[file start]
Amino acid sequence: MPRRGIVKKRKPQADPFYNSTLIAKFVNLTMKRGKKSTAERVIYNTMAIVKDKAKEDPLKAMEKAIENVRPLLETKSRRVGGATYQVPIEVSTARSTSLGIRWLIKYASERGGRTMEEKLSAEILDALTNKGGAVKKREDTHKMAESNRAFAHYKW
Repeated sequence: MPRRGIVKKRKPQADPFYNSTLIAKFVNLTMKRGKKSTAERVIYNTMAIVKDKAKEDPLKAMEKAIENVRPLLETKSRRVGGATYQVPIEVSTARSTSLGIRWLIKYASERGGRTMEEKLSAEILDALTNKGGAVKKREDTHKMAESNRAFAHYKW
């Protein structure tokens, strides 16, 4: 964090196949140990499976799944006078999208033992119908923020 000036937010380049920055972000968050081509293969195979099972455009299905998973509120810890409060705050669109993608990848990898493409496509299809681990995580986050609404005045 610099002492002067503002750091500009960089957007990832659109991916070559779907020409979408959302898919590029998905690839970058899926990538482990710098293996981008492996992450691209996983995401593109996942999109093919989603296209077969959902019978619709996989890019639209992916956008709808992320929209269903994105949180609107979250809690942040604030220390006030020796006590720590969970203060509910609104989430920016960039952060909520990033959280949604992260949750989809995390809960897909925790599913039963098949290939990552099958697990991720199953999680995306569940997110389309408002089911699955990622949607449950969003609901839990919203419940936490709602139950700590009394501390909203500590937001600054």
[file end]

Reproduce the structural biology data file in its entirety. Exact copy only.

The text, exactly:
Amino acid sequence: MPRRGIVKKRKPQADPFYNSTLIAKFVNLTMKRGKKSTAERVIYNTMAIVKDKAKEDPLKAMEKAIENVRPLLETKSRRVGGATYQVPIEVSTARSTSLGIRWLIKYASERGGRTMEEKLSAEILDALTNKGGAVKKREDTHKMAESNRAFAHYKW
Repeated sequence: MPRRGIVKKRKPQADPFYNSTLIAKFVNLTMKRGKKSTAERVIYNTMAIVKDKAKEDPLKAMEKAIENVRPLLETKSRRVGGATYQVPIEVSTARSTSLGIRWLIKYASERGGRTMEEKLSAEILDALTNKGGAVKKREDTHKMAESNRAFAHYKW
């Protein structure tokens, strides 16, 4: 964090196949140990499976799944006078999208033992119908923020 000036937010380049920055972000968050081509293969195979099972455009299905998973509120810890409060705050669109993608990848990898493409496509299809681990995580986050609404005045 610099002492002067503002750091500009960089957007990832659109991916070559779907020409979408959302898919590029998905690839970058899926990538482990710098293996981008492996992450691209996983995401593109996942999109093919989603296209077969959902019978619709996989890019639209992916956008709808992320929209269903994105949180609107979250809690942040604030220390006030020796006590720590969970203060509910609104989430920016960039952060909520990033959280949604992260949750989809995390809960897909925790599913039963098949290939990552099958697990991720199953999680995306569940997110389309408002089911699955990622949607449950969003609901839990919203419940936490709602139950700590009394501390909203500590937001600054």